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Salvia lyrata (Lyreleaf sage)
Bransford, W.D. and Dolphia

Salvia lyrata

Salvia lyrata L.

Lyreleaf sage, Cancer weed

Lamiaceae (Mint Family)

Synonym(s):

USDA Symbol: SALY2

USDA Native Status: L48 (N)

Lyreleaf sage is a strictly upright, hairy perennial, 1-2 ft. tall with a rosette of leaves at the base. The leaves are deeply 3-lobed, with a few simple leaves higher up on the stem. Large basal leaves are purple-tinged in the winter. This species has the typical square stem and 2-lipped blossom of the mints. Its pale-blue to violet, tubular flowers are arranged in whorls around the stem forming an interrupted, terminal spike. Each blossom is about 1 inch long. The 2-lobed lower lip is much longer than the upper, which has 3 lobes, the middle one forming a sort of hood. The sepals are purplish-brown.

Lyreleaf sage makes a great evergreen groundcover, with somewhat ajuga-like foliage and showy blue flowers in spring. It will reseed easily in loose, sandy soils and can form a solid cover with regular watering. It even takes mowing and can be walked on. The exposed lower lip of this and other salvias provides an excellent landing platform for bees. When a bee lands, the two stamens are tipped, and the insect is doused with pollen.

 

Plant Characteristics

Duration: Perennial
Habit: Herb
Leaf Retention: Evergreen
Inflorescence: Raceme
Size Notes: 1-2 feet.
Leaf: Dark green. In winter, veined with dark purple.
Flower: Flowers 1 inch long
Fruit: Tan
Size Class: 1-3 ft.

Bloom Information

Bloom Color: White , Blue , Violet
Bloom Time: Mar , Apr , May , Jun
Bloom Notes: Pale blue to lavender to white in color. In Texas, blooms for 4 or 5 weeks in spring.

Distribution

USA: AL , AR , CT , DC , DE , FL , GA , IL , IN , KS , KY , LA , MD , MO , MS , NC , NJ , NY , OH , OK , PA , SC , TN , TX , VA , WV
Native Distribution: FL to e. TX, n. to NY, OH, MO, & KS. Eastern United States, Zones 6 to 9
Native Habitat: Rich, rocky, open woods; alluvial areas; wet to dry meadows. Well-drained sand or loam. In Texas, found in sandy soils of open woods, meadows, and clearings in the eastern fourth of the state.

Growing Conditions

Water Use: Low , Medium
Light Requirement: Sun , Part Shade , Shade
Soil Moisture: Dry , Moist
Soil pH: Circumneutral (pH 6.8-7.2)
Drought Tolerance: Medium
Heat Tolerant: yes
Soil Description: Acid or calcareous sands, loams, or clays, well-drained or not.
Conditions Comments: Tolerates periodic flooding and can take drought and overwatering.

Benefit

Use Ornamental: An adaptable ground cover or perennial flower that can be mowed and has attractive foliage and blooms.
Use Wildlife: Flowers attract hummingbirds and butterflies.
Conspicuous Flowers: yes
Interesting Foliage: yes
Fragrant Foliage: yes
Attracts: Butterflies , Hummingbirds
Nectar Source: yes
Deer Resistant: Moderate

Propagation

Propagation Material: Root Division , Seeds
Description: Propagate by divisions, rooted sections, or seeds.
Seed Collection: Collect the seeds as the capsules begin to dry but before they have dropped the seeds. Spread seeds in thin layers to dry a few days before storing in sealed, refrigerated containers.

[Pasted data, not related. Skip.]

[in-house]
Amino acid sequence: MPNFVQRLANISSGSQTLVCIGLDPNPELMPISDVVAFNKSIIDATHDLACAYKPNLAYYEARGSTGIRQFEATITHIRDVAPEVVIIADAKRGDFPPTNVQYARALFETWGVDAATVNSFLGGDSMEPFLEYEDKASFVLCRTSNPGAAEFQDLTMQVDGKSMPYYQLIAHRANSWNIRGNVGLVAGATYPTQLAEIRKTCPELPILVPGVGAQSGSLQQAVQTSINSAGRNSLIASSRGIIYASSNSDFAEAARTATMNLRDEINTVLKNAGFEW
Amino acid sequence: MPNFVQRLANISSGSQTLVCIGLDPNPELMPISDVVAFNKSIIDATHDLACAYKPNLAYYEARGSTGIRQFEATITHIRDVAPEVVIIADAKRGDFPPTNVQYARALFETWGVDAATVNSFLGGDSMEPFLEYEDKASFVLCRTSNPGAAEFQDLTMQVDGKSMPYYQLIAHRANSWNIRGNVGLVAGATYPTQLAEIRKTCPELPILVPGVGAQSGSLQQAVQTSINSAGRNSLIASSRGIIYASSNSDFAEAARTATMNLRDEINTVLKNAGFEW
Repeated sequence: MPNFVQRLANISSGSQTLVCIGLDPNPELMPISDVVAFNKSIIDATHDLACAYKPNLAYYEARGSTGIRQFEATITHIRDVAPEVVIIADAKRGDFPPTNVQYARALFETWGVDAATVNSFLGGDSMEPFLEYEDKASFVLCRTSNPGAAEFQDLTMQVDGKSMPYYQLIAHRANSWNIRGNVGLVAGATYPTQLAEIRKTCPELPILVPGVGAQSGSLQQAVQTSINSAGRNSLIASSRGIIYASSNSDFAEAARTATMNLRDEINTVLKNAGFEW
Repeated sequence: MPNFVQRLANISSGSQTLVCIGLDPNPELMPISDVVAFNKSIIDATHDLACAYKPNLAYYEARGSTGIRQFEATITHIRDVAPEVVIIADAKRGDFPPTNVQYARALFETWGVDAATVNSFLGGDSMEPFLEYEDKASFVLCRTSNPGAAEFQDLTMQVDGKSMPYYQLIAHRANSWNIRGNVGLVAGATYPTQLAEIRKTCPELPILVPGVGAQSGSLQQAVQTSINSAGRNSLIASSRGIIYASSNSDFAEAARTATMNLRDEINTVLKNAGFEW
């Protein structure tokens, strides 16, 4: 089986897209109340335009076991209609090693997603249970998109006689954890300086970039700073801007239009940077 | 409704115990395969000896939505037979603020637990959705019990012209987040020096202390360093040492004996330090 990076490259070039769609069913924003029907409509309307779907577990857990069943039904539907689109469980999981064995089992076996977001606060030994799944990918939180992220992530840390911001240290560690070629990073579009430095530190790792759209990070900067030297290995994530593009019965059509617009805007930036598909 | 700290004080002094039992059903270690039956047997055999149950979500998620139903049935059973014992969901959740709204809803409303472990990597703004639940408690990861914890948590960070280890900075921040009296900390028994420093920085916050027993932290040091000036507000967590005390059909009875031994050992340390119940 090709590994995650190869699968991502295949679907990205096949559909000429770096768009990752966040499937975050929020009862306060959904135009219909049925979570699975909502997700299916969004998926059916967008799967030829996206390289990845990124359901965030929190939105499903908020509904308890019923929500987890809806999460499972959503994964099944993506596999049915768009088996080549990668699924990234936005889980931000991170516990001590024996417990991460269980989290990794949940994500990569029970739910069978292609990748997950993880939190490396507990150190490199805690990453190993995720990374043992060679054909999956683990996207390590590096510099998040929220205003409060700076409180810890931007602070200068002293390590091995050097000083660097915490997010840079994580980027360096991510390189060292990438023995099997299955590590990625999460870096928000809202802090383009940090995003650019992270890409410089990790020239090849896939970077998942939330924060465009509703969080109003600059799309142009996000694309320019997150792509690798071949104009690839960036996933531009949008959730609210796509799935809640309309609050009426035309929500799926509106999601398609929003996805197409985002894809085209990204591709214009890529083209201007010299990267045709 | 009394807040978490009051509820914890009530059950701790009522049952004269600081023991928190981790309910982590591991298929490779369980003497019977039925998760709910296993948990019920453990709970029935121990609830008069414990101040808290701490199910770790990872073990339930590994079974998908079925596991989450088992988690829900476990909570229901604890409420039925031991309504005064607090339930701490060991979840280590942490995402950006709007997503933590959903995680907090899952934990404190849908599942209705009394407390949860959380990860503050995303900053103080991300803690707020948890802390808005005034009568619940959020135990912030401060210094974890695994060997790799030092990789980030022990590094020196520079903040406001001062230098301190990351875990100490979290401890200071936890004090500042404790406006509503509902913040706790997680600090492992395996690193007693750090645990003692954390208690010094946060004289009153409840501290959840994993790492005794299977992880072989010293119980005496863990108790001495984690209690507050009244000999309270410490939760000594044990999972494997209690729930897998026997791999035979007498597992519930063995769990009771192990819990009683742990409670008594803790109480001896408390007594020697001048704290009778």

Seed Treatment: Generally, a cold-moist stratification period is required for germination of Salvia seed.
Commercially Avail: yes
Maintenance: Cut back flower stalks after seed dispersal. For a solid cover, plant in rich soil and let it seed out the first year. After that, cut with a line trimmer or mow after blooming.

Find Seed or Plants

View propagation protocol from Native Plants Network.

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National Wetland Indicator Status

Region:AGCPAKAWCBEMPGPHIMWNCNEWMVE
Status: FACU FACU FAC FACW FACW
This information is derived from the U.S. Army Corps of Engineers National Wetland Plant List, Version 3.1 (Lichvar, R.W. 2013. The National Wetland Plant List: 2013 wetland ratings. Phytoneuron 2013-49: 1-241). Click here for map of regions.

From the National Suppliers Directory

According to the inventory provided by Associate Suppliers, this plant is available at the following locations:

Sanibel-Captiva Conservation Foundation Native Plant Nursery - Sanibel, FL
Toadshade Wildflower Farm - Frenchtown, NJ
Far South Wholesale Nursery - Austin, TX

From the National Organizations Directory

According to the species list provided by Affiliate Organizations, this plant is either on display or available from the following:

Lady Bird Johnson Wildflower Center - Austin, TX
Texas Discovery Gardens - Dallas, TX
Delaware Nature Society - Hockessin, DE
Native Plant Society of Texas - Fredericksburg, TX
Crosby Arboretum - Picayune, MS
Stengl Biological Research Station - Smithville, TX
NPSOT - Austin Chapter - Austin, TX
NPSOT - Williamson County Chapter - Georgetown, TX
* Available Online from Wildflower Center Store

Bibliography

Bibref 1620 - Gardening with Native Plants of the South (Reprint Edition) (2009) Wasowski, S. with A. Wasowski
Bibref 765 - McMillen's Texas Gardening: Wildflowers (1998) Howard, D.
Bibref 318 - Native Texas Plants: Landscaping Region by Region (2002) Wasowski, S. & A. Wasowski
Bibref 248 - Texas Wildflowers: A Field Guide (1984) Loughmiller, C. & L. Loughmiller
Bibref 291 - Texas Wildscapes: Gardening for Wildlife (1999) Damude, N. & K.C. Bender
* The Midwestern Native Garden: Native Alternatives to Nonnative Flowers and Plants An Illustrated Guide (2011) Adelman, Charlotte and Schwartz, Bernard L.
Bibref 328 - Wildflowers of Texas (2003) Ajilvsgi, Geyata.
Bibref 286 - Wildflowers of the Texas Hill Country (1989) Enquist, M.

Search More Titles in Bibliography

Additional resources

USDA: Find Salvia lyrata in USDA Plants
FNA: Find Salvia lyrata in the Flora of North America (if available)
Google: Search Google for Salvia lyrata

Metadata

Record Last Modified: 2013-09-09
Research By: TWC Staff, LAL

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